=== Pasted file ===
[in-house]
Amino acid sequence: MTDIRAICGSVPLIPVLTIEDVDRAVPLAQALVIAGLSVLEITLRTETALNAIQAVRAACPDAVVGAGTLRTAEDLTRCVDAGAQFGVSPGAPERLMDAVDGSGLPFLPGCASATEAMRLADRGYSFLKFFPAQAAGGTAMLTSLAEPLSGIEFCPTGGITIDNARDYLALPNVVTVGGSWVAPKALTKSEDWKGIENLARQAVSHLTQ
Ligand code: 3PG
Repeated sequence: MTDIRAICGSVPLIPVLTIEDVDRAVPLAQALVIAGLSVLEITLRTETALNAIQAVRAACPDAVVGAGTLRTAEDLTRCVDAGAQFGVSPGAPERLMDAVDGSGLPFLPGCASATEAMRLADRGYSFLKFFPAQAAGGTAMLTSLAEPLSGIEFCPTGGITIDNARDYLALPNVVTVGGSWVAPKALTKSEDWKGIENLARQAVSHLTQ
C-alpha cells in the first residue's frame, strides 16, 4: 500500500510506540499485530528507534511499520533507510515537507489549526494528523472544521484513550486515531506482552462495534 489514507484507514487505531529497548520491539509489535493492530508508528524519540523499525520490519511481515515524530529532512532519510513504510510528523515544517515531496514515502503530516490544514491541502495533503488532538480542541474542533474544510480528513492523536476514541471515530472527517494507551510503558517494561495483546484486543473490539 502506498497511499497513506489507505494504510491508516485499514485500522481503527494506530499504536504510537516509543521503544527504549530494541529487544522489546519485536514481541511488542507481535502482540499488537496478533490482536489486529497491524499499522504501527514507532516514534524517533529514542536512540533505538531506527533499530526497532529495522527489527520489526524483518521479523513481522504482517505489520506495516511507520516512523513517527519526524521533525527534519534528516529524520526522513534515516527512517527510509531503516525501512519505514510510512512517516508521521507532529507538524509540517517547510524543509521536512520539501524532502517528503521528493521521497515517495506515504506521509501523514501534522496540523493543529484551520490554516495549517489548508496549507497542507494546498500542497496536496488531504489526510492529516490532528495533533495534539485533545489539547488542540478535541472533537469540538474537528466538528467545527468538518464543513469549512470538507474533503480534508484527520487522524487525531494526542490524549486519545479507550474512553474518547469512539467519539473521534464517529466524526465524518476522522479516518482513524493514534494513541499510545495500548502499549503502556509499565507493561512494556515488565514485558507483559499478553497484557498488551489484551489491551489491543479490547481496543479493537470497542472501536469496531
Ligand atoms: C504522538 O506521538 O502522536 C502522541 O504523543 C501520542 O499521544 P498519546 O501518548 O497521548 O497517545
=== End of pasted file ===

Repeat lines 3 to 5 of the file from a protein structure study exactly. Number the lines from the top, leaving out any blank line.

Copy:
Ligand code: 3PG
Repeated sequence: MTDIRAICGSVPLIPVLTIEDVDRAVPLAQALVIAGLSVLEITLRTETALNAIQAVRAACPDAVVGAGTLRTAEDLTRCVDAGAQFGVSPGAPERLMDAVDGSGLPFLPGCASATEAMRLADRGYSFLKFFPAQAAGGTAMLTSLAEPLSGIEFCPTGGITIDNARDYLALPNVVTVGGSWVAPKALTKSEDWKGIENLARQAVSHLTQ
C-alpha cells in the first residue's frame, strides 16, 4: 500500500510506540499485530528507534511499520533507510515537507489549526494528523472544521484513550486515531506482552462495534 489514507484507514487505531529497548520491539509489535493492530508508528524519540523499525520490519511481515515524530529532512532519510513504510510528523515544517515531496514515502503530516490544514491541502495533503488532538480542541474542533474544510480528513492523536476514541471515530472527517494507551510503558517494561495483546484486543473490539 502506498497511499497513506489507505494504510491508516485499514485500522481503527494506530499504536504510537516509543521503544527504549530494541529487544522489546519485536514481541511488542507481535502482540499488537496478533490482536489486529497491524499499522504501527514507532516514534524517533529514542536512540533505538531506527533499530526497532529495522527489527520489526524483518521479523513481522504482517505489520506495516511507520516512523513517527519526524521533525527534519534528516529524520526522513534515516527512517527510509531503516525501512519505514510510512512517516508521521507532529507538524509540517517547510524543509521536512520539501524532502517528503521528493521521497515517495506515504506521509501523514501534522496540523493543529484551520490554516495549517489548508496549507497542507494546498500542497496536496488531504489526510492529516490532528495533533495534539485533545489539547488542540478535541472533537469540538474537528466538528467545527468538518464543513469549512470538507474533503480534508484527520487522524487525531494526542490524549486519545479507550474512553474518547469512539467519539473521534464517529466524526465524518476522522479516518482513524493514534494513541499510545495500548502499549503502556509499565507493561512494556515488565514485558507483559499478553497484557498488551489484551489491551489491543479490547481496543479493537470497542472501536469496531